Medical Coding Changing After 30 Years

codingMedical coding involves translating clinical information into standard codes which are the basis for reimbursement, billing, quality monitoring and more. On October 1, 2014, the healthcare system in the U.S. will adopt a new medical coding system, ICD-10, which stands for International Classification of Diseases, Tenth Revision.

The current classification system, ICD-9, has been in place for more than 30 years and can’t keep pace with the rapid growth in medical procedures, technologies, and new models for reimbursement. ICD-10 codes will capture more information, in greater detail, offering the basis needed to help advance patient care, disease management, and medical research. While clinicians, Clinical Documentation Improvement (CDI) specialists, medical coders, and technology systems are most directly affected by the transition, the impact is far-reaching and will require significant planning, training, software/system upgrades, as well as other necessary investments.

We want all colleagues to have a general awareness of what’s involved with the transition and understand how to be prepared to help reach compliance by October 1, 2014. Key areas that we are actively addressing for the ICD-10 change include:

•Systems
-Internal HCA-supported systems are being modified and discussions with our third-party vendors are in process to ensure our systems will be ready to accommodate ICD-10.
-We are continually identifying and testing select systems to support the transition, including those systems used between HCA and our trading partners.

•Communication/Training
-Our communication and educational resources are working across all internal lines of business to plan ICD-10 awareness and job-specific training for HCA and its affiliates.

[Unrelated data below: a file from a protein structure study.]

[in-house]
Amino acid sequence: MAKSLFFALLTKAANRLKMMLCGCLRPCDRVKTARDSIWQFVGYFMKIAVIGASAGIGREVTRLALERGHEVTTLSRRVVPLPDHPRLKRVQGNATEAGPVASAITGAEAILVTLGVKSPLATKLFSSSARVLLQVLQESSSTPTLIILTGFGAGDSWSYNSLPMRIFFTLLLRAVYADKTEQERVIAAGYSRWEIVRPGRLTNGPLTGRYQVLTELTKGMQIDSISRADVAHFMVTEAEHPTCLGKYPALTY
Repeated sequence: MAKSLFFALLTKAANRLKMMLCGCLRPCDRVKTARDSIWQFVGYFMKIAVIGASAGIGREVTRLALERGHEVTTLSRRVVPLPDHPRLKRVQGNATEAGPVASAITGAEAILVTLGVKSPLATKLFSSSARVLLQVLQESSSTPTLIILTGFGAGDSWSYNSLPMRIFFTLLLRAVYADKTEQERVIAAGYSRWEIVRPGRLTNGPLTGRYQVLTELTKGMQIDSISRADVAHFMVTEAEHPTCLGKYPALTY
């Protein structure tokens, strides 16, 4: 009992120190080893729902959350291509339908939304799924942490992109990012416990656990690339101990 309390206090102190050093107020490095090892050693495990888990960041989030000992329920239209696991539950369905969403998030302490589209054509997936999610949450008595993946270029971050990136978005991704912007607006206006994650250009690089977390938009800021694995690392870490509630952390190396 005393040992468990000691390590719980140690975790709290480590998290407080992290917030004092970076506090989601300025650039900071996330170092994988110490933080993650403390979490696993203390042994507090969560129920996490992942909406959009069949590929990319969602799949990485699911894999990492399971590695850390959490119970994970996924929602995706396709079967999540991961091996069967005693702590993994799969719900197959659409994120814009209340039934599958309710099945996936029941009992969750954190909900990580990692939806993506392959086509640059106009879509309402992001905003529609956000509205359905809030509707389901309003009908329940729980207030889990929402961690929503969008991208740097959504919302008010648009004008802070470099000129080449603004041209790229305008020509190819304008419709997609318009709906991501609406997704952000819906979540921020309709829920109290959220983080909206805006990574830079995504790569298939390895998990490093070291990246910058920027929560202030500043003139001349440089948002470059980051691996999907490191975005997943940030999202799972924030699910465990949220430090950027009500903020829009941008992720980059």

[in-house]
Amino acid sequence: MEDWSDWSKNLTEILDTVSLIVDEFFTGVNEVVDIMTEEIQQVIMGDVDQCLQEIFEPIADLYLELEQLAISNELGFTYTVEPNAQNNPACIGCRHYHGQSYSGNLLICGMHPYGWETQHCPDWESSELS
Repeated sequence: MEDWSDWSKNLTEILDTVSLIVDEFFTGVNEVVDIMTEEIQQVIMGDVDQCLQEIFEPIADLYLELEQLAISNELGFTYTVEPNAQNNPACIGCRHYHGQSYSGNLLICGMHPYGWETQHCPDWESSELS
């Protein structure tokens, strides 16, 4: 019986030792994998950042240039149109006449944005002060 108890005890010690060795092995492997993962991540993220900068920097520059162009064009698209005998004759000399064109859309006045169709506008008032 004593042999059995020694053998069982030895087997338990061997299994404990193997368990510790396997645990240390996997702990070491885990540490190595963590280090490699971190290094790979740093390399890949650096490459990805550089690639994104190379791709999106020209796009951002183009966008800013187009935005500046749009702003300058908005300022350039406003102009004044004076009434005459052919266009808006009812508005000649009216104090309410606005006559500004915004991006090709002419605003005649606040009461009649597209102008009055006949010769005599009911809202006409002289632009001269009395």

-In 2013, our focus will be to ensure individuals involved in initial transition work have the education, tools, and resources they need and that we are positioned to deliver general awareness and line of business specific education and communication in 2014.

•Continuous Impact Assessments
-Our ICD-10 teams will continue to evaluate and initiate solutions to address the transition to ICD-10 and its corresponding impact on policies, procedures, and business processes.

0 Responses to “Medical Coding Changing After 30 Years”



  1. Leave a Comment

Leave a Reply

Fill in your details below or click an icon to log in:

WordPress.com Logo

You are commenting using your WordPress.com account. Log Out / Change )

Twitter picture

You are commenting using your Twitter account. Log Out / Change )

Facebook photo

You are commenting using your Facebook account. Log Out / Change )

Google+ photo

You are commenting using your Google+ account. Log Out / Change )

Connecting to %s




Newsletters

May 2013
M T W T F S S
« Feb   Aug »
 12345
6789101112
13141516171819
20212223242526
2728293031  

SRMC Tweets

Enter your email address to subscribe to this blog and receive notifications of new posts by email.

Join 4 other followers